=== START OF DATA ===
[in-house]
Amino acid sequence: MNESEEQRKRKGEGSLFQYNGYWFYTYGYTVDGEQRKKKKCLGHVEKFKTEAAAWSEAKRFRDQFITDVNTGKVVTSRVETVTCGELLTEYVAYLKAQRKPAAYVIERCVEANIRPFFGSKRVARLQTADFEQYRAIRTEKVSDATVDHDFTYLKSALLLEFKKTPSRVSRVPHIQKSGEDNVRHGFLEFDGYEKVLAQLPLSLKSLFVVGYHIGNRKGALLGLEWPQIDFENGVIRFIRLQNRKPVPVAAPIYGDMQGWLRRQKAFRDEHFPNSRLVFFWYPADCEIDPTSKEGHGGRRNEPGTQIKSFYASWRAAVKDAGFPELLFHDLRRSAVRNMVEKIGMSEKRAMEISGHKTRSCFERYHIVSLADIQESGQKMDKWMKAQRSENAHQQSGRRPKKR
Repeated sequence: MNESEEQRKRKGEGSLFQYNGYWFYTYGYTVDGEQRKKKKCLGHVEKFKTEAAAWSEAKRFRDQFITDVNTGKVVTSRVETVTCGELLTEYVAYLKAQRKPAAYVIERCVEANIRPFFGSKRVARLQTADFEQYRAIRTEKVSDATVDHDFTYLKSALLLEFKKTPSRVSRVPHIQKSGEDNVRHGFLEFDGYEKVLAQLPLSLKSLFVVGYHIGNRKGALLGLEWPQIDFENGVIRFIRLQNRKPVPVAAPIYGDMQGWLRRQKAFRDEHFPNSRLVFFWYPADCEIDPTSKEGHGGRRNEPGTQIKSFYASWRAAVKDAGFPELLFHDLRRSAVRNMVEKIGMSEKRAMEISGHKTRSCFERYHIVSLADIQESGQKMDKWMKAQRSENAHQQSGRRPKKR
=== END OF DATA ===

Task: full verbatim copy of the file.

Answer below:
[in-house]
Amino acid sequence: MNESEEQRKRKGEGSLFQYNGYWFYTYGYTVDGEQRKKKKCLGHVEKFKTEAAAWSEAKRFRDQFITDVNTGKVVTSRVETVTCGELLTEYVAYLKAQRKPAAYVIERCVEANIRPFFGSKRVARLQTADFEQYRAIRTEKVSDATVDHDFTYLKSALLLEFKKTPSRVSRVPHIQKSGEDNVRHGFLEFDGYEKVLAQLPLSLKSLFVVGYHIGNRKGALLGLEWPQIDFENGVIRFIRLQNRKPVPVAAPIYGDMQGWLRRQKAFRDEHFPNSRLVFFWYPADCEIDPTSKEGHGGRRNEPGTQIKSFYASWRAAVKDAGFPELLFHDLRRSAVRNMVEKIGMSEKRAMEISGHKTRSCFERYHIVSLADIQESGQKMDKWMKAQRSENAHQQSGRRPKKR
Repeated sequence: MNESEEQRKRKGEGSLFQYNGYWFYTYGYTVDGEQRKKKKCLGHVEKFKTEAAAWSEAKRFRDQFITDVNTGKVVTSRVETVTCGELLTEYVAYLKAQRKPAAYVIERCVEANIRPFFGSKRVARLQTADFEQYRAIRTEKVSDATVDHDFTYLKSALLLEFKKTPSRVSRVPHIQKSGEDNVRHGFLEFDGYEKVLAQLPLSLKSLFVVGYHIGNRKGALLGLEWPQIDFENGVIRFIRLQNRKPVPVAAPIYGDMQGWLRRQKAFRDEHFPNSRLVFFWYPADCEIDPTSKEGHGGRRNEPGTQIKSFYASWRAAVKDAGFPELLFHDLRRSAVRNMVEKIGMSEKRAMEISGHKTRSCFERYHIVSLADIQESGQKMDKWMKAQRSENAHQQSGRRPKKR